NY Times drops political cartoons, sense of humor over fallout from ‘antisemitic’ graphic
The New York Times has stopped publishing political cartoons over a month after experiencing heavy backlash over a controversial cartoon featuring a blind President Donald Trump led by a seeing-eye PM Benjamin Netanyahu.
The Times made its official announcement after the paper’s in-house cartoonist leaked their plans in a blog post. Complaining about the “moralistic mobs” that “gather on social media and rise like a storm,” cartoonist Pat Chappatte – who did not draw the offending cartoon – nevertheless slammed the image as something “that should never have run in the best newspaper of the world,” blunting his message with the suggestion that he sympathized with the outrage mobs in this case.
THE NEW YORK TIMES WILL END ALL POLITICAL CARTOONS I just learned, weeks after they published a syndicated Netanyahu cartoon that caused a scandal. For me, this is the end of an adventure that began 20 years ago. But the stakes are much higher. READ HERE: https://t.co/o8y43v88Ydpic.twitter.com/NBH0uyw9Jf— Chappatte Cartoons (@PatChappatte) June 10, 2019
“The media need to renew themselves and reach out to new audiences. And stop being afraid of the angry mob,” Chappatte wrote, attaching a final cartoon featuring a sad-looking artist with broken pencil gazing down at a memorial to the cartoonists murdered in 2015’s Charlie Hebdo massacre in Paris. “In the insane world we live in, the art of the visual commentary is needed more than ever. And so is humor.”
The Times promised to “continue investing in forms of Opinion journalism, including visual journalism,” and bragged that it had finally won a Pulitzer in political cartooning for a series about a Syrian refugee family last year and “hoped to collaborate” with the cartoonists it was firing “in the future.” According to editorial page editor James Bennet, the decision had been underway for over a year.
The backlash to the Times’ decision was immense – if not as immense as the original wave of hate that followed the publication of the offending cartoon. A cartoonist for the Washington Post cancelled her subscription, informing the paper of the reason, only to be offered a lower subscription rate.
This is insane. . @nytimes, your recent drift rightward has turned off this long-time reader and subscriber. I will definitely not be renewing. A newspaper that aims to offend no one is grossly offensive to readers who care only about journalistic truth-telling.— Karen Wieland 🌊 (@drkarenwieland) June 10, 2019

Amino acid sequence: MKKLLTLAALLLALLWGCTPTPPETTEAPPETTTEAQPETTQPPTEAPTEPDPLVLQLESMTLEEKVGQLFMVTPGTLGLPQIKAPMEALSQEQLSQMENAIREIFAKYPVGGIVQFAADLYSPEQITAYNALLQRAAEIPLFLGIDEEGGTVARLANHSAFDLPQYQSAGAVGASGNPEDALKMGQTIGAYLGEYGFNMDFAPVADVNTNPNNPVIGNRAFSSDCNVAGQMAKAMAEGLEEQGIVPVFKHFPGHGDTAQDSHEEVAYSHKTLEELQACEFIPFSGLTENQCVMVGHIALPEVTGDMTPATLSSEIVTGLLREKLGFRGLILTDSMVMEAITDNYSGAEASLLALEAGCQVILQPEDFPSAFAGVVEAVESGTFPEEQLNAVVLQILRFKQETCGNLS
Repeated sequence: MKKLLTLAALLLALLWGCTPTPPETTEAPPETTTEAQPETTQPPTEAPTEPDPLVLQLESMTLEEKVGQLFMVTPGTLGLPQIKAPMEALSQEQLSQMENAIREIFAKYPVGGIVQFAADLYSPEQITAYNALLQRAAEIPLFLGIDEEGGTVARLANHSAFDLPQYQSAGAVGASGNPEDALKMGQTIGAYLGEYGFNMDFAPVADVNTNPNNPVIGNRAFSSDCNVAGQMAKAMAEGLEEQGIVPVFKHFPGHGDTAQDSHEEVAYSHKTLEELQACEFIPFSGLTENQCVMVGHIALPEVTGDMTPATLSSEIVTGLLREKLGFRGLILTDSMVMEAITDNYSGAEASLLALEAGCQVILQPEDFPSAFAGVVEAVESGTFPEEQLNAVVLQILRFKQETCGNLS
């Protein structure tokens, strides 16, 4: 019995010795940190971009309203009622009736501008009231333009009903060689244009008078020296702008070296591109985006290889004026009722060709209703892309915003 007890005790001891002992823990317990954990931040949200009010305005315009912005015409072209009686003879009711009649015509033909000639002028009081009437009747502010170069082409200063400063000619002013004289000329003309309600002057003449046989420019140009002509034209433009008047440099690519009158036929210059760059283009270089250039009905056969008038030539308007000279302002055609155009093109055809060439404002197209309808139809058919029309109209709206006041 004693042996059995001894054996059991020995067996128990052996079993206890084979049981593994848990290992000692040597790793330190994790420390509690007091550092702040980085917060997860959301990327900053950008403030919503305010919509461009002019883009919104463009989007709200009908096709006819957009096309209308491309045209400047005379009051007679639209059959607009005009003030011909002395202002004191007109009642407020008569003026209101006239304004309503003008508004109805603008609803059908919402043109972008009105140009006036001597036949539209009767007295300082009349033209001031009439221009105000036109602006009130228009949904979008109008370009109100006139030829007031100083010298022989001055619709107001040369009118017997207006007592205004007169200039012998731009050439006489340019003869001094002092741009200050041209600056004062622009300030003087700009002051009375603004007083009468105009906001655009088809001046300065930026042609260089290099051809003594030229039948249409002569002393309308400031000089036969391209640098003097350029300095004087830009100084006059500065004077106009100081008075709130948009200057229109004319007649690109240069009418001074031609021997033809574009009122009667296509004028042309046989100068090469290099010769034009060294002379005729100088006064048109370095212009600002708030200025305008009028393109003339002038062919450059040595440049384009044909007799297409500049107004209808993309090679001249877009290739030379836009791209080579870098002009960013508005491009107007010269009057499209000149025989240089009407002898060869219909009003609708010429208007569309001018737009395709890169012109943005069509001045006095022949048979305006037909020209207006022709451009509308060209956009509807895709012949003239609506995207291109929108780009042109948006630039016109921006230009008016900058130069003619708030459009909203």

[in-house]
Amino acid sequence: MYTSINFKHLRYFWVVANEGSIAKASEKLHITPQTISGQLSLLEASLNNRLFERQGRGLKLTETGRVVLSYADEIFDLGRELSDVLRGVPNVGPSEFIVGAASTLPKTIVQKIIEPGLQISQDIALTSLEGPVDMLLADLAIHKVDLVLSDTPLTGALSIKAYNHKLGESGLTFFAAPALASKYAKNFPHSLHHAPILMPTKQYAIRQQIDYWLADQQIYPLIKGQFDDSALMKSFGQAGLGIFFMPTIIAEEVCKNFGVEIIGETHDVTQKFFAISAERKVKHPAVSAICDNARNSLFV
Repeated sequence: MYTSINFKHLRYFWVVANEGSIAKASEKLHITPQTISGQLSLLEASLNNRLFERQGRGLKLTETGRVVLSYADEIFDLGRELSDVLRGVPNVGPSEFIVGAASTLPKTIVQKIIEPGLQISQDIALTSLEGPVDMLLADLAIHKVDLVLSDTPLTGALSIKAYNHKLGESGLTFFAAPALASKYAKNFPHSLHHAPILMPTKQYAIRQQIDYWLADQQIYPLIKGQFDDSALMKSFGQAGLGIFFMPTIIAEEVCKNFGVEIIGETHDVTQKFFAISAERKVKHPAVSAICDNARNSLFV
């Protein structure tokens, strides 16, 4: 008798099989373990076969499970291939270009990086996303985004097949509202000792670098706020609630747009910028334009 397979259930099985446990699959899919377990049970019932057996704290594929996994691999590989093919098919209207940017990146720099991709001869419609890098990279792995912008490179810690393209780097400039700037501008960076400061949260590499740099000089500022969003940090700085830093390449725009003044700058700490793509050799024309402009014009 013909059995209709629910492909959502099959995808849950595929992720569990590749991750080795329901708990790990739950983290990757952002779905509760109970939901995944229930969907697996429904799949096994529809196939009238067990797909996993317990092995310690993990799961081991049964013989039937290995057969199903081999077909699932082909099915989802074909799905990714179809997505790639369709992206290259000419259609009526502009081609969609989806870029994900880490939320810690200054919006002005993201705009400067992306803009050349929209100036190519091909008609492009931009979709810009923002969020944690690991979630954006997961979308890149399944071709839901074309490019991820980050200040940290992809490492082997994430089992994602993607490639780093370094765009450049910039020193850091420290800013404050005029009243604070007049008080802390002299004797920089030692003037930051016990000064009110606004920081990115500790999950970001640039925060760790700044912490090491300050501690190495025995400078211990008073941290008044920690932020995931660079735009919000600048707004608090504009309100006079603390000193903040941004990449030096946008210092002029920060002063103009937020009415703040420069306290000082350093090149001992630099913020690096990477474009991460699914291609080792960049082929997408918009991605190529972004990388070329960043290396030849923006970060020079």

The NYT really did fail this time. Decision to not run political cartoons by @nytopinion is spineless. We need @PatChappatte and political humor-- now more than ever! Let the Times know--> email@example.com, firstname.lastname@example.org pic.twitter.com/B2YpvK8KDJ— Matt Wuerker (@wuerker) June 10, 2019
While the Times quickly apologized and deleted the Trump/Netanyahu cartoon after its publication in April, the move only served to energize the paper’s foes, and its apology – “the image was offensive, and it was an error of judgment to publish it” – was deemed insufficiently apologetic. The ranks of the genuinely-offended were swollen with long-time enemies of the paper merely looking for another reason to attack the “neo-Nazi NYTimes” for “playing a prominent role in normalizing antisemitism.”Also on rt.com ‘Low point in history’: Critics blast NY Times over ‘anti-Semitic’ cartoon & more
An Israeli cartoonist even used it as an opportunity to attack the Boycott, Divestment and Sanctions (BDS) movement, blaming the peaceful protest for leading the Times astray with his own cartoon. Even publisher AG Sulzberger’s announcement that employees would be subjected to a course of bias training with an emphasis on antisemitism, and the Times’ promise to never again run syndicated cartoons created by artists not directly employed by the paper, did not deter the angry mob. Antonio Moreira Antunes, a 45-year veteran of political cartooning, told CNN he does not believe his work is anti-semitic at all, blaming “the Jewish Right” for seeking to annihilate criticism by equating it to antisemitism.
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